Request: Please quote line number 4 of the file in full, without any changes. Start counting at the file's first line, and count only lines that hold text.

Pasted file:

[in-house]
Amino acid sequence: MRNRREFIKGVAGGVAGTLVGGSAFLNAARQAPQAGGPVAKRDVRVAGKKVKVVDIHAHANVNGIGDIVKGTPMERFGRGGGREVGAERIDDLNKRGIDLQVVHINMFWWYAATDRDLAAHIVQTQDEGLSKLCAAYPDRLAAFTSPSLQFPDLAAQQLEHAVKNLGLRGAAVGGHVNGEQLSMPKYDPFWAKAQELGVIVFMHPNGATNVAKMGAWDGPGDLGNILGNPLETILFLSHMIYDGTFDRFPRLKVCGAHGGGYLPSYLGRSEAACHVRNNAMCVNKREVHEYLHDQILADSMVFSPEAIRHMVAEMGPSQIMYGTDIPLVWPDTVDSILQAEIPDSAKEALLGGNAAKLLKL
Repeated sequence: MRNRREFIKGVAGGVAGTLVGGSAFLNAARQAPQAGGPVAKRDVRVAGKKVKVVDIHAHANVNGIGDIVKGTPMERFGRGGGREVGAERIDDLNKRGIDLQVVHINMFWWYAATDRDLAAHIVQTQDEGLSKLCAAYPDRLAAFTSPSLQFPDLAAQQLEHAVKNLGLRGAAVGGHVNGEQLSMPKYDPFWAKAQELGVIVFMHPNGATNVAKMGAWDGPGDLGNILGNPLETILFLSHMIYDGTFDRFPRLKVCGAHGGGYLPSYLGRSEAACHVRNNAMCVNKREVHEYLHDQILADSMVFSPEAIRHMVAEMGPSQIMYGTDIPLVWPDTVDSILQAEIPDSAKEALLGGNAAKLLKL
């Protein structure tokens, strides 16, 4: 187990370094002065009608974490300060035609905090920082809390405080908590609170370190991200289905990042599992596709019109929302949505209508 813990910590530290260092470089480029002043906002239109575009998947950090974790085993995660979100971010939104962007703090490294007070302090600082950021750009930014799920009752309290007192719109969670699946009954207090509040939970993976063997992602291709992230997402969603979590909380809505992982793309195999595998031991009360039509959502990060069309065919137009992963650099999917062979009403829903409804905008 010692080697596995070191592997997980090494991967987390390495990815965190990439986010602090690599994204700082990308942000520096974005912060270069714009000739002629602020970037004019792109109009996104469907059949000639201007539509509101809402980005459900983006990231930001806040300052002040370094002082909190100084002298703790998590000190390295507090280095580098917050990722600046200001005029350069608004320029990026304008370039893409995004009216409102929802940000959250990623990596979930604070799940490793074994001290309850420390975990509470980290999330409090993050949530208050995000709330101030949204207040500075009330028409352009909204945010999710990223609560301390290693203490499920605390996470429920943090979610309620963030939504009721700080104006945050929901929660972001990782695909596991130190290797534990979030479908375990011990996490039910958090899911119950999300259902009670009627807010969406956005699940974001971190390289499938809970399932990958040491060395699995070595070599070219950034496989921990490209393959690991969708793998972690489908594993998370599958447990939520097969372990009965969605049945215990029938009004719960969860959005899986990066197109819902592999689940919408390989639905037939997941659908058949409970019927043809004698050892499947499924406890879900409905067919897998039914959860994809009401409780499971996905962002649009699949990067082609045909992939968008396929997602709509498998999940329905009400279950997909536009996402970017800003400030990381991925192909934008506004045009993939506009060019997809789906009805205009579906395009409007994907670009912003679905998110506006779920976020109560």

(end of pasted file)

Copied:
């Protein structure tokens, strides 16, 4: 187990370094002065009608974490300060035609905090920082809390405080908590609170370190991200289905990042599992596709019109929302949505209508 813990910590530290260092470089480029002043906002239109575009998947950090974790085993995660979100971010939104962007703090490294007070302090600082950021750009930014799920009752309290007192719109969670699946009954207090509040939970993976063997992602291709992230997402969603979590909380809505992982793309195999595998031991009360039509959502990060069309065919137009992963650099999917062979009403829903409804905008 010692080697596995070191592997997980090494991967987390390495990815965190990439986010602090690599994204700082990308942000520096974005912060270069714009000739002629602020970037004019792109109009996104469907059949000639201007539509509101809402980005459900983006990231930001806040300052002040370094002082909190100084002298703790998590000190390295507090280095580098917050990722600046200001005029350069608004320029990026304008370039893409995004009216409102929802940000959250990623990596979930604070799940490793074994001290309850420390975990509470980290999330409090993050949530208050995000709330101030949204207040500075009330028409352009909204945010999710990223609560301390290693203490499920605390996470429920943090979610309620963030939504009721700080104006945050929901929660972001990782695909596991130190290797534990979030479908375990011990996490039910958090899911119950999300259902009670009627807010969406956005699940974001971190390289499938809970399932990958040491060395699995070595070599070219950034496989921990490209393959690991969708793998972690489908594993998370599958447990939520097969372990009965969605049945215990029938009004719960969860959005899986990066197109819902592999689940919408390989639905037939997941659908058949409970019927043809004698050892499947499924406890879900409905067919897998039914959860994809009401409780499971996905962002649009699949990067082609045909992939968008396929997602709509498998999940329905009400279950997909536009996402970017800003400030990381991925192909934008506004045009993939506009060019997809789906009805205009579906395009409007994907670009912003679905998110506006779920976020109560």